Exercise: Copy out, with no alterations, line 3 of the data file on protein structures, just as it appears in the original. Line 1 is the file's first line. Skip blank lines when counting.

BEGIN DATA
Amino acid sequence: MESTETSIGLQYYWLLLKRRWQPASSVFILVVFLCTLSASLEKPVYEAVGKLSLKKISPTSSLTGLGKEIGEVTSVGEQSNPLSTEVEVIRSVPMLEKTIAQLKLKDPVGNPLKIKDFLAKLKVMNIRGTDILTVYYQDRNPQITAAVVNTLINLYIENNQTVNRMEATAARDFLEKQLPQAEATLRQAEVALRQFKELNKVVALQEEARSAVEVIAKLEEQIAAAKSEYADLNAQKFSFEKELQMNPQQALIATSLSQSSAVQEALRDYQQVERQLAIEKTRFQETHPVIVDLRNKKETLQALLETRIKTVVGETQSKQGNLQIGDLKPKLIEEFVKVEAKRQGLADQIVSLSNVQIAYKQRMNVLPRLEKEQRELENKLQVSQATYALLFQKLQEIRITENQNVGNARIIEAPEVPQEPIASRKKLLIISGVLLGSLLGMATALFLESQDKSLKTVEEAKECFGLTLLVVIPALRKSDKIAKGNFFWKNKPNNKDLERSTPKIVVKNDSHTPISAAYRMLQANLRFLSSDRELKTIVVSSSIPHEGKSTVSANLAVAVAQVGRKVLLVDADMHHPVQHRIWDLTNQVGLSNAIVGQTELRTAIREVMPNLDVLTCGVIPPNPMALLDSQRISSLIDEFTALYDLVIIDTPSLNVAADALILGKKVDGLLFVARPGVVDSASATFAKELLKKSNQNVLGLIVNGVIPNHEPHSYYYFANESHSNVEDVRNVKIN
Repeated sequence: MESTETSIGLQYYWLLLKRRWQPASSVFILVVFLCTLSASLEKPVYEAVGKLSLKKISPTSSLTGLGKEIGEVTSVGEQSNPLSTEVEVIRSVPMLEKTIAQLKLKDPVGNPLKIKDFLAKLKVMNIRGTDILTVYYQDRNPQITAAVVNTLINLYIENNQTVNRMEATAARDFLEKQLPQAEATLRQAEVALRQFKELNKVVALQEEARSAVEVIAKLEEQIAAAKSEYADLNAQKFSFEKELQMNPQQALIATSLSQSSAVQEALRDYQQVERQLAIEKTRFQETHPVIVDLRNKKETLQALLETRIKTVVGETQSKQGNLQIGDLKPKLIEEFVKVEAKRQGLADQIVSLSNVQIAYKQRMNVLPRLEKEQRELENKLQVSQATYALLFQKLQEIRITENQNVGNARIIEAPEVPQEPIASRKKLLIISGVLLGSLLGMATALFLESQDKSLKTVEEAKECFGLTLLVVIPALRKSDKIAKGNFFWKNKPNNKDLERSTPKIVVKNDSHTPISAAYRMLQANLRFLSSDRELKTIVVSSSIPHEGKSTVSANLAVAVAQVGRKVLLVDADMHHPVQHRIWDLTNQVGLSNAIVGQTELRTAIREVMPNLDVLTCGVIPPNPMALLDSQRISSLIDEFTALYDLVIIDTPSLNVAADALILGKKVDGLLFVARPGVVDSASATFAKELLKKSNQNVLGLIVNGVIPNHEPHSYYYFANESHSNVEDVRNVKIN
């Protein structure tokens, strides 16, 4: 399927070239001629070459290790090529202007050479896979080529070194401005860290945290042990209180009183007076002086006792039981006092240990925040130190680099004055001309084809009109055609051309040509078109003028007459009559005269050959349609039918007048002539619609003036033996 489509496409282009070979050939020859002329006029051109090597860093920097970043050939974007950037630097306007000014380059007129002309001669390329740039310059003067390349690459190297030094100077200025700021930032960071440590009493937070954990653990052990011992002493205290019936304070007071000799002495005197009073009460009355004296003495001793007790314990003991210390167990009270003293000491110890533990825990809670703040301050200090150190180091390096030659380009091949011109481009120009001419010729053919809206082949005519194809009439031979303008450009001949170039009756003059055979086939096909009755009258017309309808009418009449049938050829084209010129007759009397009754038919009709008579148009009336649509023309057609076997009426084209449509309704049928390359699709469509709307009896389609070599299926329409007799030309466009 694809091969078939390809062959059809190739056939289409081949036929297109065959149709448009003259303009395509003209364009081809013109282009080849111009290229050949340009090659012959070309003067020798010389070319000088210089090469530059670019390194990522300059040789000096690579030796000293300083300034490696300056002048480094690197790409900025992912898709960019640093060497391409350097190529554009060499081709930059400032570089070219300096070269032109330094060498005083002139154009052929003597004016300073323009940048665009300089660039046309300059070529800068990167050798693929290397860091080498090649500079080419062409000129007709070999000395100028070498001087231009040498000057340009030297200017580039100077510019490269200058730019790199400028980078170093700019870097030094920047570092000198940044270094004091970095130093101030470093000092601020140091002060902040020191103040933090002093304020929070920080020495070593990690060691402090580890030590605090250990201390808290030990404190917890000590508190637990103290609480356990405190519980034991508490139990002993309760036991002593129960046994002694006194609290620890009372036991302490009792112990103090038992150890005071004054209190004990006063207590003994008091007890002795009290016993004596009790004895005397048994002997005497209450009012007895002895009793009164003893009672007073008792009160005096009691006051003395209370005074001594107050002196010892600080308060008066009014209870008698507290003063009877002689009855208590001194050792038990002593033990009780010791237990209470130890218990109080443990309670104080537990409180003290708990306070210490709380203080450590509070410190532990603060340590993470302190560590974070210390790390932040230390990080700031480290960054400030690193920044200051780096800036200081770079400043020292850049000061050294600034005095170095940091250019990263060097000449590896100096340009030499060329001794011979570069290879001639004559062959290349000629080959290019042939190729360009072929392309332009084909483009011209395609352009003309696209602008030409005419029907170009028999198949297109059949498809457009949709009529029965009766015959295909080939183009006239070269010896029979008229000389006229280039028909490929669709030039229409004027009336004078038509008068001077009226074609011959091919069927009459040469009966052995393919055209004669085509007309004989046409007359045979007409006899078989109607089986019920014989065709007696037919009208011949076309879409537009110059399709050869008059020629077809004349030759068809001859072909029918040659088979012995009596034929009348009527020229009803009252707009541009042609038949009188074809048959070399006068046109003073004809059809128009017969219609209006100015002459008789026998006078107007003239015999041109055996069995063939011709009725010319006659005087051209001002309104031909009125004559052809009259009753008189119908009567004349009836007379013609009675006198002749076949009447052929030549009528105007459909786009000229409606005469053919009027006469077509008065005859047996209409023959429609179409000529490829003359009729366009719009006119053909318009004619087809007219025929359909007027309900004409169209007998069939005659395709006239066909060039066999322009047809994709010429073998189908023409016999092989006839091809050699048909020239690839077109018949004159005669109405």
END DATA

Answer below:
């Protein structure tokens, strides 16, 4: 399927070239001629070459290790090529202007050479896979080529070194401005860290945290042990209180009183007076002086006792039981006092240990925040130190680099004055001309084809009109055609051309040509078109003028007459009559005269050959349609039918007048002539619609003036033996 489509496409282009070979050939020859002329006029051109090597860093920097970043050939974007950037630097306007000014380059007129002309001669390329740039310059003067390349690459190297030094100077200025700021930032960071440590009493937070954990653990052990011992002493205290019936304070007071000799002495005197009073009460009355004296003495001793007790314990003991210390167990009270003293000491110890533990825990809670703040301050200090150190180091390096030659380009091949011109481009120009001419010729053919809206082949005519194809009439031979303008450009001949170039009756003059055979086939096909009755009258017309309808009418009449049938050829084209010129007759009397009754038919009709008579148009009336649509023309057609076997009426084209449509309704049928390359699709469509709307009896389609070599299926329409007799030309466009 694809091969078939390809062959059809190739056939289409081949036929297109065959149709448009003259303009395509003209364009081809013109282009080849111009290229050949340009090659012959070309003067020798010389070319000088210089090469530059670019390194990522300059040789000096690579030796000293300083300034490696300056002048480094690197790409900025992912898709960019640093060497391409350097190529554009060499081709930059400032570089070219300096070269032109330094060498005083002139154009052929003597004016300073323009940048665009300089660039046309300059070529800068990167050798693929290397860091080498090649500079080419062409000129007709070999000395100028070498001087231009040498000057340009030297200017580039100077510019490269200058730019790199400028980078170093700019870097030094920047570092000198940044270094004091970095130093101030470093000092601020140091002060902040020191103040933090002093304020929070920080020495070593990690060691402090580890030590605090250990201390808290030990404190917890000590508190637990103290609480356990405190519980034991508490139990002993309760036991002593129960046994002694006194609290620890009372036991302490009792112990103090038992150890005071004054209190004990006063207590003994008091007890002795009290016993004596009790004895005397048994002997005497209450009012007895002895009793009164003893009672007073008792009160005096009691006051003395209370005074001594107050002196010892600080308060008066009014209870008698507290003063009877002689009855208590001194050792038990002593033990009780010791237990209470130890218990109080443990309670104080537990409180003290708990306070210490709380203080450590509070410190532990603060340590993470302190560590974070210390790390932040230390990080700031480290960054400030690193920044200051780096800036200081770079400043020292850049000061050294600034005095170095940091250019990263060097000449590896100096340009030499060329001794011979570069290879001639004559062959290349000629080959290019042939190729360009072929392309332009084909483009011209395609352009003309696209602008030409005419029907170009028999198949297109059949498809457009949709009529029965009766015959295909080939183009006239070269010896029979008229000389006229280039028909490929669709030039229409004027009336004078038509008068001077009226074609011959091919069927009459040469009966052995393919055209004669085509007309004989046409007359045979007409006899078989109607089986019920014989065709007696037919009208011949076309879409537009110059399709050869008059020629077809004349030759068809001859072909029918040659088979012995009596034929009348009527020229009803009252707009541009042609038949009188074809048959070399006068046109003073004809059809128009017969219609209006100015002459008789026998006078107007003239015999041109055996069995063939011709009725010319006659005087051209001002309104031909009125004559052809009259009753008189119908009567004349009836007379013609009675006198002749076949009447052929030549009528105007459909786009000229409606005469053919009027006469077509008065005859047996209409023959429609179409000529490829003359009729366009719009006119053909318009004619087809007219025929359909007027309900004409169209007998069939005659395709006239066909060039066999322009047809994709010429073998189908023409016999092989006839091809050699048909020239690839077109018949004159005669109405």